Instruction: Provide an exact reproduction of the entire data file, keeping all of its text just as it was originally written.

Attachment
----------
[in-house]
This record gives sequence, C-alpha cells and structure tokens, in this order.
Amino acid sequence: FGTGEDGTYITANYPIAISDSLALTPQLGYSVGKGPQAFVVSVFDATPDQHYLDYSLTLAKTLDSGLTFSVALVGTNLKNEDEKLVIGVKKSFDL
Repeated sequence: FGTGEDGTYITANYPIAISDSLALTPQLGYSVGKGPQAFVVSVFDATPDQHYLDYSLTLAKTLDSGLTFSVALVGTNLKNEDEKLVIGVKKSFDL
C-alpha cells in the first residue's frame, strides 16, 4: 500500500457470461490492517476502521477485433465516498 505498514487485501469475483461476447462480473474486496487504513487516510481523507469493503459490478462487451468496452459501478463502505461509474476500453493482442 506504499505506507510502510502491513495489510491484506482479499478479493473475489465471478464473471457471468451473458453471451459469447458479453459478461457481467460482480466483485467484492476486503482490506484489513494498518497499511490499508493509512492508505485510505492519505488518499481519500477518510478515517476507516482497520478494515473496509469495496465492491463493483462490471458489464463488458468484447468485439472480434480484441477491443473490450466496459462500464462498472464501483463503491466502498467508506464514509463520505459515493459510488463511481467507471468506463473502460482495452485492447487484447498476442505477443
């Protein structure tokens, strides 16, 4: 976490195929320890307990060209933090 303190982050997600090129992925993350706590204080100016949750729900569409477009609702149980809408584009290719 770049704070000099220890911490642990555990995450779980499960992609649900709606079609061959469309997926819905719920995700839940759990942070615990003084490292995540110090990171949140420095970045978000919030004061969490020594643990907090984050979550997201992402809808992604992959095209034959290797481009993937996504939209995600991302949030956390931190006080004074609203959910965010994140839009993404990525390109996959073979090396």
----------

[in-house]
This record gives sequence, C-alpha cells and structure tokens, in this order.
Amino acid sequence: FGTGEDGTYITANYPIAISDSLALTPQLGYSVGKGPQAFVVSVFDATPDQHYLDYSLTLAKTLDSGLTFSVALVGTNLKNEDEKLVIGVKKSFDL
Repeated sequence: FGTGEDGTYITANYPIAISDSLALTPQLGYSVGKGPQAFVVSVFDATPDQHYLDYSLTLAKTLDSGLTFSVALVGTNLKNEDEKLVIGVKKSFDL
C-alpha cells in the first residue's frame, strides 16, 4: 500500500457470461490492517476502521477485433465516498 505498514487485501469475483461476447462480473474486496487504513487516510481523507469493503459490478462487451468496452459501478463502505461509474476500453493482442 506504499505506507510502510502491513495489510491484506482479499478479493473475489465471478464473471457471468451473458453471451459469447458479453459478461457481467460482480466483485467484492476486503482490506484489513494498518497499511490499508493509512492508505485510505492519505488518499481519500477518510478515517476507516482497520478494515473496509469495496465492491463493483462490471458489464463488458468484447468485439472480434480484441477491443473490450466496459462500464462498472464501483463503491466502498467508506464514509463520505459515493459510488463511481467507471468506463473502460482495452485492447487484447498476442505477443
């Protein structure tokens, strides 16, 4: 976490195929320890307990060209933090 303190982050997600090129992925993350706590204080100016949750729900569409477009609702149980809408584009290719 770049704070000099220890911490642990555990995450779980499960992609649900709606079609061959469309997926819905719920995700839940759990942070615990003084490292995540110090990171949140420095970045978000919030004061969490020594643990907090984050979550997201992402809808992604992959095209034959290797481009993937996504939209995600991302949030956390931190006080004074609203959910965010994140839009993404990525390109996959073979090396």